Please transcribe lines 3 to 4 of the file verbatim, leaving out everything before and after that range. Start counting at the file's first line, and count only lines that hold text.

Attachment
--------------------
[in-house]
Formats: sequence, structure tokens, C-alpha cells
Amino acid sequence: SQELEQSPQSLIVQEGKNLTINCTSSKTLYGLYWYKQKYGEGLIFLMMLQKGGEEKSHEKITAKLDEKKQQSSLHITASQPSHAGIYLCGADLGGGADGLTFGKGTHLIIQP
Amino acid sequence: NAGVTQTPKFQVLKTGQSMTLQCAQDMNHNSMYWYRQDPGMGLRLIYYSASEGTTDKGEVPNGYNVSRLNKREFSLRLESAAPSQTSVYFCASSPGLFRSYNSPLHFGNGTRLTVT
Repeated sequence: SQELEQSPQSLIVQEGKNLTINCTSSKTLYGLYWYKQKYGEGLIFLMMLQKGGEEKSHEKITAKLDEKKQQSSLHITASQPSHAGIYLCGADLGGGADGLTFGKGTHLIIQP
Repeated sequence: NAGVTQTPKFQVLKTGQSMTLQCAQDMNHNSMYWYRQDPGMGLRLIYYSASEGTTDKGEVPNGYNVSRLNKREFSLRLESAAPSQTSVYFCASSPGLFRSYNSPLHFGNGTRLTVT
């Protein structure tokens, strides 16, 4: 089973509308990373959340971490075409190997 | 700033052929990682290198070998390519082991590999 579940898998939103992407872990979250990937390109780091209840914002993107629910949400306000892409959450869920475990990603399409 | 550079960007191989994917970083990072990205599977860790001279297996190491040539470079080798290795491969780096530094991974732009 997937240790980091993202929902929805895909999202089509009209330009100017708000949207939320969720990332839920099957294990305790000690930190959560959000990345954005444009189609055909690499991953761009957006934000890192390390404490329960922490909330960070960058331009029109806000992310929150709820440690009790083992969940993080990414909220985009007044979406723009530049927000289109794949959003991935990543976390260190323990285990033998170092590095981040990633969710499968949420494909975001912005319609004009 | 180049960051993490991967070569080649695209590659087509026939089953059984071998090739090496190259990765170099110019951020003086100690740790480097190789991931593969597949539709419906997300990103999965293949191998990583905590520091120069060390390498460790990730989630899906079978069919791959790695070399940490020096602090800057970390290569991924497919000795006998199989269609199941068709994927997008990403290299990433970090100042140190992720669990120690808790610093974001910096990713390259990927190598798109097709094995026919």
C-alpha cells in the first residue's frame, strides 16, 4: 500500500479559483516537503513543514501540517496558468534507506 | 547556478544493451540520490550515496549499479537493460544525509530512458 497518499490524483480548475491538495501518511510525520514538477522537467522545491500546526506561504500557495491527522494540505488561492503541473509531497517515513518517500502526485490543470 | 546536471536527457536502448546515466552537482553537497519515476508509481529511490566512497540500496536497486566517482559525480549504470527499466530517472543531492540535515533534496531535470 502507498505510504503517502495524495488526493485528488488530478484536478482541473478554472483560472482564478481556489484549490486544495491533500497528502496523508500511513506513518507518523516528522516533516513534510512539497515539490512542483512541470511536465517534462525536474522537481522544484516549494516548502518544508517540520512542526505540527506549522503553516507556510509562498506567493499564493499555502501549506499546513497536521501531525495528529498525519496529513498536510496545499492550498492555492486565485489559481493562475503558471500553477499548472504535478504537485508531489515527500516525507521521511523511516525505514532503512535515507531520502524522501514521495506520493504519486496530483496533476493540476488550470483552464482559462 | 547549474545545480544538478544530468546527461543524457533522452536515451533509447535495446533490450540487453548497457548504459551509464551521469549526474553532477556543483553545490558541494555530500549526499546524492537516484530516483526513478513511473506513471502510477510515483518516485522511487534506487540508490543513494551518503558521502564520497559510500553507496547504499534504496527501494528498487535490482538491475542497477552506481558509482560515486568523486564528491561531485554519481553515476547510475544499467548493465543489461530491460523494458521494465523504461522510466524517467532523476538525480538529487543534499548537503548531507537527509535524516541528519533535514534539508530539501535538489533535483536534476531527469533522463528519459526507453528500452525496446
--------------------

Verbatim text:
Amino acid sequence: SQELEQSPQSLIVQEGKNLTINCTSSKTLYGLYWYKQKYGEGLIFLMMLQKGGEEKSHEKITAKLDEKKQQSSLHITASQPSHAGIYLCGADLGGGADGLTFGKGTHLIIQP
Amino acid sequence: NAGVTQTPKFQVLKTGQSMTLQCAQDMNHNSMYWYRQDPGMGLRLIYYSASEGTTDKGEVPNGYNVSRLNKREFSLRLESAAPSQTSVYFCASSPGLFRSYNSPLHFGNGTRLTVT